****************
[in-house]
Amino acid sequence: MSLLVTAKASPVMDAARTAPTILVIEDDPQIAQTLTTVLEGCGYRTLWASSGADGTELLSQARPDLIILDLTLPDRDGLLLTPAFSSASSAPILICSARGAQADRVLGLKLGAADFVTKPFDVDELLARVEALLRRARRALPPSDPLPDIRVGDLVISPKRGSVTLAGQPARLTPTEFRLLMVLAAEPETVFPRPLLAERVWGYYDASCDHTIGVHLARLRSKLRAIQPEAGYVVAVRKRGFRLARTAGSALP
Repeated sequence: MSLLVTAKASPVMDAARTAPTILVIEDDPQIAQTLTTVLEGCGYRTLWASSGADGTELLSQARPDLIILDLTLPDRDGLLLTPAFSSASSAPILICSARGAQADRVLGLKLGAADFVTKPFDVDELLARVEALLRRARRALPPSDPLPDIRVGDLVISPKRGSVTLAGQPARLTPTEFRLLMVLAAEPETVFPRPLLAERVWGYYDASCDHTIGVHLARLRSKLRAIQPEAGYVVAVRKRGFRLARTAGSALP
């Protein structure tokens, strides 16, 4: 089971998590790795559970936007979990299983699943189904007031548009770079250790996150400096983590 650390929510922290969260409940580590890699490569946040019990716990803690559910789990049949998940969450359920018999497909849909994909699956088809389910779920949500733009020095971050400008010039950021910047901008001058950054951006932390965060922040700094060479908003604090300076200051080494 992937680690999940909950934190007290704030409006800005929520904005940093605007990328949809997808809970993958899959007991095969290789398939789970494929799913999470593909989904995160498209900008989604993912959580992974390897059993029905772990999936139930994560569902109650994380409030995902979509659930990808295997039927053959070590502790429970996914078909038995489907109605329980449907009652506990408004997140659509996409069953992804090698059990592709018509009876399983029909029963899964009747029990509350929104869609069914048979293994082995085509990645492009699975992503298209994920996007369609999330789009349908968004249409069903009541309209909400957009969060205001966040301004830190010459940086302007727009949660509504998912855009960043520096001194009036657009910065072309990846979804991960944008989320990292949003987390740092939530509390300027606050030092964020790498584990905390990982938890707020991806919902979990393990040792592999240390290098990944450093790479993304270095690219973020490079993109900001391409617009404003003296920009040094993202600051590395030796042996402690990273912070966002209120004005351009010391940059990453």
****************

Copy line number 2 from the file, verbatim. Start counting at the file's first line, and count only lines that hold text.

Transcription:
Amino acid sequence: MSLLVTAKASPVMDAARTAPTILVIEDDPQIAQTLTTVLEGCGYRTLWASSGADGTELLSQARPDLIILDLTLPDRDGLLLTPAFSSASSAPILICSARGAQADRVLGLKLGAADFVTKPFDVDELLARVEALLRRARRALPPSDPLPDIRVGDLVISPKRGSVTLAGQPARLTPTEFRLLMVLAAEPETVFPRPLLAERVWGYYDASCDHTIGVHLARLRSKLRAIQPEAGYVVAVRKRGFRLARTAGSALP